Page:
Role of Enterprise Architecture in Dealing With Regulatory...

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Role of Enterprise Architecture in Dealing With Regulatory Compliance Challenges

CFO Tech Outlook | Monday, October 11, 2021

Organizations are significantly dealing with regulatory compliance challenges, but an organization can operate efficiently with the right approach and dynamic enterprise architecture.

Fremont, CA: Regulatory compliance is now a necessary part of doing business in the financial services industry. Compliance encompasses not just the prevention of financial crimes but also the ability to operate cautiously and responsibly while demonstrating that the organization's rules, procedures, and processes are in place to do so. Regulatory compliance should be a coordinated, enterprise-wide effort that brings together important business and IT stakeholders, each with a critical role to play in the organization's system and IT infrastructure planning, implementation, and maintenance.

Enterprise architecture provides connected models that combine various data sets covering multiple dimensions of the company to give a single core source of truth on which a range of compliance reports can be generated. This simplifies the regulatory compliance process, increasing efficiency and effectiveness while lowering complexity and technological debt.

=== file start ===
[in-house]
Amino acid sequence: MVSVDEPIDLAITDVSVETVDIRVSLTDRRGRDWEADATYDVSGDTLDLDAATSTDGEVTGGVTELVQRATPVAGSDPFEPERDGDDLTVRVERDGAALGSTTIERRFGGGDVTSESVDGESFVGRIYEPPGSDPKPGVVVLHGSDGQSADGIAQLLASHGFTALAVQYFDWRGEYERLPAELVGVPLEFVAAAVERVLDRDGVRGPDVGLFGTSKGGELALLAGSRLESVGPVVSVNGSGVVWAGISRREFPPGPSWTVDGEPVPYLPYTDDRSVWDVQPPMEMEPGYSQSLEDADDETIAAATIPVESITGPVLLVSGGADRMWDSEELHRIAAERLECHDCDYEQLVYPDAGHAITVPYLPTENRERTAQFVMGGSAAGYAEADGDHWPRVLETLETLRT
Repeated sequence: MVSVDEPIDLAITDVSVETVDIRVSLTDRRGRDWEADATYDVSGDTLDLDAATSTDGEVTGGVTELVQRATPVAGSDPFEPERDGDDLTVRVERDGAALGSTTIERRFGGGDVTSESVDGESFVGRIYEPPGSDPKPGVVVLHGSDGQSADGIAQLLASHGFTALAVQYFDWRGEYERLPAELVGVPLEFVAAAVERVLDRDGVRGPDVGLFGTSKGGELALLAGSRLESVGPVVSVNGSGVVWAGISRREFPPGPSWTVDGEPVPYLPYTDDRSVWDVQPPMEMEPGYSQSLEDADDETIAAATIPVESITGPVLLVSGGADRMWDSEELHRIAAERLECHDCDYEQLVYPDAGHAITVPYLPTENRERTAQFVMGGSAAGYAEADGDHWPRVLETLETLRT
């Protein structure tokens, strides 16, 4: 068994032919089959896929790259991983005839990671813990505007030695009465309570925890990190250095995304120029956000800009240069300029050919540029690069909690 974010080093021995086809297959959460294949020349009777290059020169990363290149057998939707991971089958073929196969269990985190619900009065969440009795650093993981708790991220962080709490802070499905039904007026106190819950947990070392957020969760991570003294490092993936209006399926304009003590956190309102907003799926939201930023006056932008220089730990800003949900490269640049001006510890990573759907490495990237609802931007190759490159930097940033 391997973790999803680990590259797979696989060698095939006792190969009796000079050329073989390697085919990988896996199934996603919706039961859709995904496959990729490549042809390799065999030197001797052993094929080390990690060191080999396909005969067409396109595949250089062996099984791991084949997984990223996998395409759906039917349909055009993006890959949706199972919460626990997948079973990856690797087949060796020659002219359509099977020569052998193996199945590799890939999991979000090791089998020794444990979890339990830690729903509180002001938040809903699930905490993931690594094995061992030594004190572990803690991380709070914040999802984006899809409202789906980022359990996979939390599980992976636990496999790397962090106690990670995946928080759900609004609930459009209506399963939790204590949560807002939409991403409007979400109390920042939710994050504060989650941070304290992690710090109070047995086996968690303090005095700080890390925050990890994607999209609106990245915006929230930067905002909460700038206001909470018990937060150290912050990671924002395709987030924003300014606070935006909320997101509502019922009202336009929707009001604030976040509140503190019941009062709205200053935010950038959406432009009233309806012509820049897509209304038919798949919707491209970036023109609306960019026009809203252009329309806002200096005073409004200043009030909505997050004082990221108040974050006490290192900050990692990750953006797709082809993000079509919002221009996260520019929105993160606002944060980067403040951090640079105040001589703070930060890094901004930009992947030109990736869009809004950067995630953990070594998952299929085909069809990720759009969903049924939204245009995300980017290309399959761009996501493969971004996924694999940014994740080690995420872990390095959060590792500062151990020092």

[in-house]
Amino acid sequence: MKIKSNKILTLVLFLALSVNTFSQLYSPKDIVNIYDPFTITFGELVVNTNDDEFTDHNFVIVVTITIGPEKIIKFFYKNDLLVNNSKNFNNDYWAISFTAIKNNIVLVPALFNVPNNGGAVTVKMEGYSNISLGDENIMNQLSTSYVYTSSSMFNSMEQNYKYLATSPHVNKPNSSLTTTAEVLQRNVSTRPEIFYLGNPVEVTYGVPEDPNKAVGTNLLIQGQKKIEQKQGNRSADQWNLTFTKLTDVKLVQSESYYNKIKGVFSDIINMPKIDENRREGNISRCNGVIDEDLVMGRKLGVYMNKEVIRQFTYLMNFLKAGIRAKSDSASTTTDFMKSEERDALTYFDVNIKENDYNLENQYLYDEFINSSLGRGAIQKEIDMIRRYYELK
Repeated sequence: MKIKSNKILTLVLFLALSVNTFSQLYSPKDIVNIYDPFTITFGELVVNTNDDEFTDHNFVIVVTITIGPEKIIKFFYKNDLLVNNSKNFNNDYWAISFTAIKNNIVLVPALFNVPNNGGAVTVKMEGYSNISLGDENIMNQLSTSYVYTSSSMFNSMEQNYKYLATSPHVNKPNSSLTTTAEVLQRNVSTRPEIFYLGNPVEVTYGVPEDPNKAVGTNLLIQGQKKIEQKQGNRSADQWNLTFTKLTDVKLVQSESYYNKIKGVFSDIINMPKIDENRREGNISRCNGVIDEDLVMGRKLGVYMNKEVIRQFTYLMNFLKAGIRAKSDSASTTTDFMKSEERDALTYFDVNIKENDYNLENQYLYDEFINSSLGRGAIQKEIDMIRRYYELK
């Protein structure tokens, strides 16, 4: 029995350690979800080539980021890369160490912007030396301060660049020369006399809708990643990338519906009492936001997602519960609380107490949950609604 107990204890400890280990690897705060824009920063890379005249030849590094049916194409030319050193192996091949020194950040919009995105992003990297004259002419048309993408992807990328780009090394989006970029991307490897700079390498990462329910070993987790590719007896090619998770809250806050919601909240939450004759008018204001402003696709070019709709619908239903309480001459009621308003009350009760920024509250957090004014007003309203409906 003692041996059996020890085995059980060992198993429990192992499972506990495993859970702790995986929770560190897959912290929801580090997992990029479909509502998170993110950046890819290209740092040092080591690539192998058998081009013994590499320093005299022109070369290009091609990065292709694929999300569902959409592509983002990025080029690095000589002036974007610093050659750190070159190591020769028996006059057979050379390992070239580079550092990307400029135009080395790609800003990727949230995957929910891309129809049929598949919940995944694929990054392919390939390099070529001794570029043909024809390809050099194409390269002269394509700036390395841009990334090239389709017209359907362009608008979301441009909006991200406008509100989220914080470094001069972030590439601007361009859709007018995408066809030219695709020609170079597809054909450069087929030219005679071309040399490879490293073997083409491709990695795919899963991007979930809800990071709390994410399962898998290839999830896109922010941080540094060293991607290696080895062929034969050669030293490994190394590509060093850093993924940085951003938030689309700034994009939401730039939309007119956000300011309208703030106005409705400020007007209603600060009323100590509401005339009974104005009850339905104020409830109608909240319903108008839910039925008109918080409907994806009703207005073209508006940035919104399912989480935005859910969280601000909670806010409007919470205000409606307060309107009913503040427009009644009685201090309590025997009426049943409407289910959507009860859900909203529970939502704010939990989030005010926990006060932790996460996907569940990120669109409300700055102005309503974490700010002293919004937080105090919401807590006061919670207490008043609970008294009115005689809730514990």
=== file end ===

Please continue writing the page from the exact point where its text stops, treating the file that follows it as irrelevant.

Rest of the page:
It also makes for efficient data management of data utilized for regulatory compliance reporting. This guarantees that data quality is maintained in terms of completeness, accuracy, and currency, all of which are operationalized into business-as-usual procedures. As a result, the company benefits from data quality transparency, objectivity, and accountability, which is important to regulators assessing compliance maturity and effectiveness.

The inability of the IT infrastructure to achieve SLAs, which is caused by technological failures and other operational problems, is one of the leading causes of business service disruption. IT systems are vulnerable to low performance, outages, and data breaches due to unsupported, outmoded technologies.

Enterprise architecture helps businesses keep track of technology lifecycles and determine the best course of action for dealing with inefficiencies. These options could include purchasing additional support, planning system migrations, or completely retiring the impacted application.

Regulatory compliance and risk management personnel at large financial institutions emphasize preventing data security breaches. GDPR mandates that compliance teams evaluate the location and health of their data centres, the health of the systems that store and process personal data, and the actions of the systems' owners regularly. Enterprise architecture becomes crucial for designing and implementing the right data security measures across the enterprise by making this information readily available. Moreover, in the aftermath of a personal data breach, enterprise architecture can assist in identifying the source and affected applications, as well as providing a forum for stakeholders to cooperate on developing suitable measures to mitigate the consequences and ensure regulatory compliance.

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